Irish Sagas at UCC University College Cork



Geneamuin Chormaic

Background information

References in the Annals of the Four Masters

M5084.1 Eochaidh Aireamh, after having been fifteen years in the sovereignty of Ireland, was burned by Sighmall, at Freamhainn.

M122.1 Cathaeir Mor, after having been three years king over Ireland, was slain by Conn, and the Luaighni of Teamhair, in the battle of Magh hAgha.

M195.1 After Art, the son of Conn of the Hundred Battles, had been thirty years in the sovereignty of Ireland, he fell in the battle of Magh Mucruimhe, by Maccon and his foreigners.

M196.1 The first year of Lughaidh, i.e. Maccon, son of Maicniadh, in the sovereignty of Ireland.

M225.1 After Lughaidh, i.e. Maccon, son of Macniadh, had been thirty years in the sovereignty of Ireland, he fell by the hand of Feircis, son of Coman Eces, after he had been expelled from Teamhair [Tara] by Cormac, the grandson of Conn.

M226.1 Fearghus Duibhdeadach, son of Imchadh, was king over Ireland for the space of a year, when he fell in the battle of Crinna, by Cormac, grandson of Conn, by the hand of Lughaidh Lagha … In the army of Cormac came Tadhg, son of Cian, and Lughaidh, to that battle; and it was as a territorial reward for the battle that Cormac gave to Tadhg the land on which are the Ciannachta, in Magh Breagh.

M227.1 The first year of Cormac, son of Art, son of Conn of the Hundred Battles, as king over Ireland.

M240.2 The fleet of Cormac [sailed] across Magh Rein (i.e. across the sea), this year.

M241.3 The massacre of the girls at Cleanfearta, at Teamhair, by Dunlang, son of Enna Niadh, King of Leinster.

M262.2 The battle of Crionna Fregabhail [was fought] by Cormac against the Ulstermen, where fell Aenghus Finn, son of Fearghus Duibhdeadach [i.e. the Black Toothed], King of Ulster, with the slaughter of the Ulstermen about him.

M265.2 The eye of Cormac himself was destroyed with one thrust [of a lance] by Aenghus Gaibhuaibhtheach, son of Fiacha Suighdhe, son of Feidhlimidh the Lawgiver. Cormac afterwards [fought and] gained seven battles over the Deisi, in revenge of that deed, and he expelled them from their territory, so that they are [now] in Munster.

M266.1 Forty years was Cormac, son of Art, son of Conn, in the sovereignty of Ireland, when he died at Cleiteach, the bone of a salmon sticking in his throat on account of the siabhradh [genii] which Maelgenn, the Druid, incited at him, after Cormac had turned against the Druids, on account of his adoration of God in preference to them. Wherefore a devil attacked him, at the instigation of the Druids, and gave him a painful death.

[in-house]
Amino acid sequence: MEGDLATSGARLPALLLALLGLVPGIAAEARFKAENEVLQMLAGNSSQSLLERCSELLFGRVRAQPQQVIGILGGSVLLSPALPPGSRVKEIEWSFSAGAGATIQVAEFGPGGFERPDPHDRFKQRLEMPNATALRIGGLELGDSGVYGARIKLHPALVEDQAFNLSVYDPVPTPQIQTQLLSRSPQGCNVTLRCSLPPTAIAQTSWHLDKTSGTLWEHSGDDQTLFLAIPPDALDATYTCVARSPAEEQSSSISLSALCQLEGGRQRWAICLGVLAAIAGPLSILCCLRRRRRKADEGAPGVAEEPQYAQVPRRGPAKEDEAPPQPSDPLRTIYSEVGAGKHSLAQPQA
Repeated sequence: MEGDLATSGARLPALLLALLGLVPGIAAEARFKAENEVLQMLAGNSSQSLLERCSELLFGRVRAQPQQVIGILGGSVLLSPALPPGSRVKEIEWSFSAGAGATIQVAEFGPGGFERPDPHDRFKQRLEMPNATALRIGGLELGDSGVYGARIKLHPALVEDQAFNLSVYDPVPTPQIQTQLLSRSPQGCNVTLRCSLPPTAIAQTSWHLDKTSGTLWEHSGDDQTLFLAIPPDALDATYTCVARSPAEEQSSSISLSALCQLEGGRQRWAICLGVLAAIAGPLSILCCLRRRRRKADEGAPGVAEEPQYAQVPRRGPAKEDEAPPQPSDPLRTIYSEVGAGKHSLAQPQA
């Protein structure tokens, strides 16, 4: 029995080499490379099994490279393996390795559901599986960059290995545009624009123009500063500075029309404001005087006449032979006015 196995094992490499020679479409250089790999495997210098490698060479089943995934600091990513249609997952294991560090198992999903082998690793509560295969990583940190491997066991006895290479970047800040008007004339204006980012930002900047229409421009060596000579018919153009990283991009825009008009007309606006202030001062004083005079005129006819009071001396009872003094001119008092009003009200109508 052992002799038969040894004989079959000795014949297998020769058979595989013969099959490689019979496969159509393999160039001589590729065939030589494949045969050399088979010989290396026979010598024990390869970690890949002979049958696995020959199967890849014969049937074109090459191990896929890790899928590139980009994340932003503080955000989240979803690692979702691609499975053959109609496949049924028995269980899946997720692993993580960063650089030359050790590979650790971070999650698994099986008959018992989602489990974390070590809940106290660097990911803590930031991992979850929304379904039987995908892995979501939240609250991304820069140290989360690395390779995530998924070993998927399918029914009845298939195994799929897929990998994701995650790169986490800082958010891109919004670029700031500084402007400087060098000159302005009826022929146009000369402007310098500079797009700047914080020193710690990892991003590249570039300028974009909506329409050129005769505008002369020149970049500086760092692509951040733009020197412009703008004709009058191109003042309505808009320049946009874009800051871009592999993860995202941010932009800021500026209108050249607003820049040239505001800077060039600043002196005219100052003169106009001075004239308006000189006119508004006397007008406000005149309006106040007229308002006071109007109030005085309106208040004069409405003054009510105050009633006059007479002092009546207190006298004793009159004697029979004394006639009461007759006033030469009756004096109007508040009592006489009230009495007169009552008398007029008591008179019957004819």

The History of Ireland (Geoffrey Keating), Volume 2

p. 281 He was called Oilill Olom because he had intercourse with Aine daughter of Eoghabhal, and as she slept with Oilill, she bit his ear off his head in retribution for his rape of her and for his having slain her father. Hence he was called Oilill Olom, that is ear-cropped.<

p. 283 Lughaidh son of Maicniadh was called Mac Con because Oilill Olum had a hound called Eloir Dhearg, and when Mac Con was an infant in the house of Oilill, the child used to creep on his hands to the hound, and the hound used to take him to her belly, and he could not be prevented from going constantly to visit her, whence he was called Mac Con.

p. 289 Fearghus Duibhdheadach … held the sovereignty of Ireland a single year. He was called Fearghus Duibhdheadach, as he had two large black teeth.

pp. 347-349 On a certain day, when Cormac was in the house of Cleiteach, the druids were worshipping the golden calf in his presence; and the general body of the people were worshipping it after the manner of the druids. Maoilgheann the druid asked Cormac why he was not adoring the golden calf and the gods like the rest. ‘I will not,’ said Cormac, ‘worship a stock made by my own artificer; and it were better to worship the person who made it; for he is nobler than the stock’ Maoilgheann the druid excited the golden calf so that he made a bound before them all. ‘Dost thou see that, O Cormac?’ said Maoilgheann. ‘Although I see,’ said Cormac, ‘I will worship only the God of heaven, of earth, and of hell.
After this, his food was cooked for the king, and he began to eat a portion of a salmon from the Boinn. Thereupon the demon sprites came, at the instigation of Maoilgheann the druid, and they killed the king. Others say that it was a salmon-bone that stuck in his throat and choked him.
For it was eating fish he was when the sprites, or demons of the air, choked him. When the king was in the throes of death, he directed his officers not to bury his body at the Brugh, where the kings of Tara had been buried up to then. But when the people were conveying his body to the Brugh to be buried, the sprites put it into the greatly swollen river thrice before them; for they did not wish to let his body into the burial place of the idolaters, since he believed in the true God. And the fourth time its bearers carried the body into the river, and it was snatched away from them by the current of the Boinn, and it reached Ros na Riogh and became separated from the fuad, or bier, whence the ford Ath Fuaid on the Boinn is named. They mourned for him there; and his grave was made; and he was buried at Ros na Riogh.

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Related saga online: Scéla Éogain ocus Cormaic (Tidings of Éogan and Cormac)
Kuno Meyer (ed.), The Laud Genealogies and Tribal Histories, Zeitschrift für Celtische Philologie, 8, 1912, pp. 309-312.
Digital Edition at